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Trustmark to buy Cadence Financial

Trustmark Corp. decided to buy its troubled competitor, Cadence Financial Corp., because Cadence already had written off tens of millions of bad loans and the company fit Trustmark’s profile for acquisition targets, Trustmark’s head said Thursday.

Cadence, based in Starkville, Miss., missed a Sunday deadline set by the federal Office of the Comptroller to raise its capital to a Tier 1 ratio of 9 percent — a measure of a bank’s solvency — and a possible lead-in to closure.

Late Wednesday, Jackson, Miss.-based Trustmark agreed to exchange $23.6 million in stock for Cadence stock, or about $2 per share, in a tax-free deal. That values Cadence stock at around $2 per share.

Trustmark also said it offered to pay $30 million in cash, plus accrued and unpaid dividends, for Cadence preferred shares issued to the U.S. Treasury. Last year, Cadence received money from the government’s troubled asset relief program.

During a conference call with investment analysts, Trustmark CEO Richard Hickson said a study of Cadence’s troubled loans led his company to believe that all problems were manageable, and the acquisition would benefit shareholders of both companies.

He said Trustmark was interested in only acquiring banks with a solid, long institutional history within its market, such as Cadence.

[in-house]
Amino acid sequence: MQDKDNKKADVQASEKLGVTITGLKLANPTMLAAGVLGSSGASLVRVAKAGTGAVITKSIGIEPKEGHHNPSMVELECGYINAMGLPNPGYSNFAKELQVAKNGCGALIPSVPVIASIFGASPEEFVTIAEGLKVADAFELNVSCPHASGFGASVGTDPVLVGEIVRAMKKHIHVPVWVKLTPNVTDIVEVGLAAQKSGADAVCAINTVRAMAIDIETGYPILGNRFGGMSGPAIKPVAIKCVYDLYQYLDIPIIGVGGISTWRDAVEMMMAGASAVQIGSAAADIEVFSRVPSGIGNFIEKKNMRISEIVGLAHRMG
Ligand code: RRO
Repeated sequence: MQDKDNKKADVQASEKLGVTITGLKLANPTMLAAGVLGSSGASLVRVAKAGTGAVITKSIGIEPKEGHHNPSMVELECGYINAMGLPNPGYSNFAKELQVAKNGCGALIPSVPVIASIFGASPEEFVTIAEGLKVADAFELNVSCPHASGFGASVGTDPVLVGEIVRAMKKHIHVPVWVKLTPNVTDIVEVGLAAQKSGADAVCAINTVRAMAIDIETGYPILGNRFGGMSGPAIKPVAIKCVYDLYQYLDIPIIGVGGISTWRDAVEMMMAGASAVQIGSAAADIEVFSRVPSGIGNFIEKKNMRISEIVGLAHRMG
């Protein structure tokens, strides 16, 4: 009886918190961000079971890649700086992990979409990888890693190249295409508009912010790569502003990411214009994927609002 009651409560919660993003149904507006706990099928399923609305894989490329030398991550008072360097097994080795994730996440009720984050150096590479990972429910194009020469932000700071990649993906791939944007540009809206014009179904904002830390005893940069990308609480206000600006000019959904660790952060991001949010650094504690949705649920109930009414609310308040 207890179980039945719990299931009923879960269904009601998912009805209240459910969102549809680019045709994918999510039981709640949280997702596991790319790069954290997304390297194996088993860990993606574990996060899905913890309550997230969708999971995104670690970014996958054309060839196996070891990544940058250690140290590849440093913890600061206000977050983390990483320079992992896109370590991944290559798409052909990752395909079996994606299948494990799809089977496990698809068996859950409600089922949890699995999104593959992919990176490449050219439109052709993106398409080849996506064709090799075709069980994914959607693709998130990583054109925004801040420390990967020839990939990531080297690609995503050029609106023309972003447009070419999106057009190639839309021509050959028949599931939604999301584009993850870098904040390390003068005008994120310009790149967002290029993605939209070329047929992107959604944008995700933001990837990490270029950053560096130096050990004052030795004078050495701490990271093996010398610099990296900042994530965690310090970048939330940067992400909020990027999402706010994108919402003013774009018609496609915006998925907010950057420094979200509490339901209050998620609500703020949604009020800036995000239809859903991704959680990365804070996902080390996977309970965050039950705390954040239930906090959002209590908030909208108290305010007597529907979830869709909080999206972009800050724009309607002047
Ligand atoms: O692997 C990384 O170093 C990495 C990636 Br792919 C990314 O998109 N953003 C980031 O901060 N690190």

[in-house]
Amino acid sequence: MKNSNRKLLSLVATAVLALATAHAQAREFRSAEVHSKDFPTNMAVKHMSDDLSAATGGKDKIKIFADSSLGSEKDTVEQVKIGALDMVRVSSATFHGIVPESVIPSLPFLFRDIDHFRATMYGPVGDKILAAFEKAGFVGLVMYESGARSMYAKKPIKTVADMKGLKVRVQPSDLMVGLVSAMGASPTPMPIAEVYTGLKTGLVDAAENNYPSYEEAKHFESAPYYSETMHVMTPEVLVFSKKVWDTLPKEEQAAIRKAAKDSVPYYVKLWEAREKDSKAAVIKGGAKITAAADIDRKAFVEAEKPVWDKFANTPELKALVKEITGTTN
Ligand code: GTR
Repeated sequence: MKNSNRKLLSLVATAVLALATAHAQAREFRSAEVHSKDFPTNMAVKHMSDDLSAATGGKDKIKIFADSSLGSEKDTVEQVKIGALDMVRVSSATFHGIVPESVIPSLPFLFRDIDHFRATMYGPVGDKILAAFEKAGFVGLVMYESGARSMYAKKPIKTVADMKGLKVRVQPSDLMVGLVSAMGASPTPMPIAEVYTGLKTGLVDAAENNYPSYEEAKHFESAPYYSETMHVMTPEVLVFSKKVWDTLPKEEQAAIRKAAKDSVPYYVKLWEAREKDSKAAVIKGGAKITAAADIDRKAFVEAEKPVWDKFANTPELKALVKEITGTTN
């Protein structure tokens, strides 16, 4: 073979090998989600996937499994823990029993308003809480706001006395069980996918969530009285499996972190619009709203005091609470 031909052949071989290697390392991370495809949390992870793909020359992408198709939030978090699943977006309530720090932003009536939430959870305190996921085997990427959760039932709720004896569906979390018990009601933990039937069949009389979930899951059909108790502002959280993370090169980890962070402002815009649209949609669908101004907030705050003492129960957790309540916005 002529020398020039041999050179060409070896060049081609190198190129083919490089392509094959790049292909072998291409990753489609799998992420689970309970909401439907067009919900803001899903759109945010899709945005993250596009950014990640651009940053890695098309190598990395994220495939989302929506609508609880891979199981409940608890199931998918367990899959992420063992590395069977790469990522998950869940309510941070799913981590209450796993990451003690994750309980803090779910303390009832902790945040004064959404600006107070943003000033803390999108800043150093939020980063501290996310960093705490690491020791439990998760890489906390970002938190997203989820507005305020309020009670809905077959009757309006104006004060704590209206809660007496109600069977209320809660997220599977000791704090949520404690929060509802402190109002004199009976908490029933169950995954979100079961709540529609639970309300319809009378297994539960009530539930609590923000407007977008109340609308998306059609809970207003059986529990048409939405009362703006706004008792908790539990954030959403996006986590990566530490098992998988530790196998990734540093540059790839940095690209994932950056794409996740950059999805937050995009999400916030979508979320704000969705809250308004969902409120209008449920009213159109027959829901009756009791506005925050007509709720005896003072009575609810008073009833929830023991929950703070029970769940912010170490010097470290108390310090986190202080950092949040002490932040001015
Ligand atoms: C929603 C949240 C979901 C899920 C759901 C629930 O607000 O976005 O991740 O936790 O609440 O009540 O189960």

“We feel that this merger represents a very strategic opportunity for Trustmark that happens only once in a few decades,” Hickson said.

Cadence has 38 offices in Mississippi, Alabama, Tennessee, Florida and Georgia, with $1.1 billion in loans, $1.5 billion in deposits and about $1.9 billion in assets. But the last few years have spelled trouble for the company, mostly because of sour real estate loans that have plagued banking companies nationwide. The company posted a $112.2 million loss last year.

According to data supplied by Trustmark, $51 million of Cadence’s current total of $69.3 million in nonperforming loans are in the sectors of construction and land development and commercial real estate. The middle Tennessee region comprises 41 percent of the nonperforming loans, followed by Florida with 18 percent and Memphis with 16 percent.

But Trustmark officials said Cadence had been active in chopping its problem loans by decreasing its loan portfolio by 25.4 percent since the beginning of 2008 and charged off $95 million in bad loans over the same time.

Trustmark has 150 banking offices in Florida, Mississippi, Tennessee and Texas. Hickson said the acquisition would bring Trustmark into Birmingham, Ala., Nashville, Tenn., Sarasota, Fla. and Tuscaloosa Ala.

“Trustmark was absolutely the best option for our shareholders,” said Cadence CEO Lewis Mallory Jr. “We are elated with our new partner and we want to contribute to it and make it successful.”

The deal must be approved by Cadence shareholders and banking regulators. Trustmark said it intends to close the deal during the first quarter of 2011.

In Thursday trading, Cadence shares jumped 25 percent, or 41 cents, to $2.05. The shares have traded in a 52-week range of $1.01 to $4.08. Trustmark shares rose 5.8 percent, or $1.19 to $21.64. Those shares have traded in a 52-week range of $18.17 to $26.88.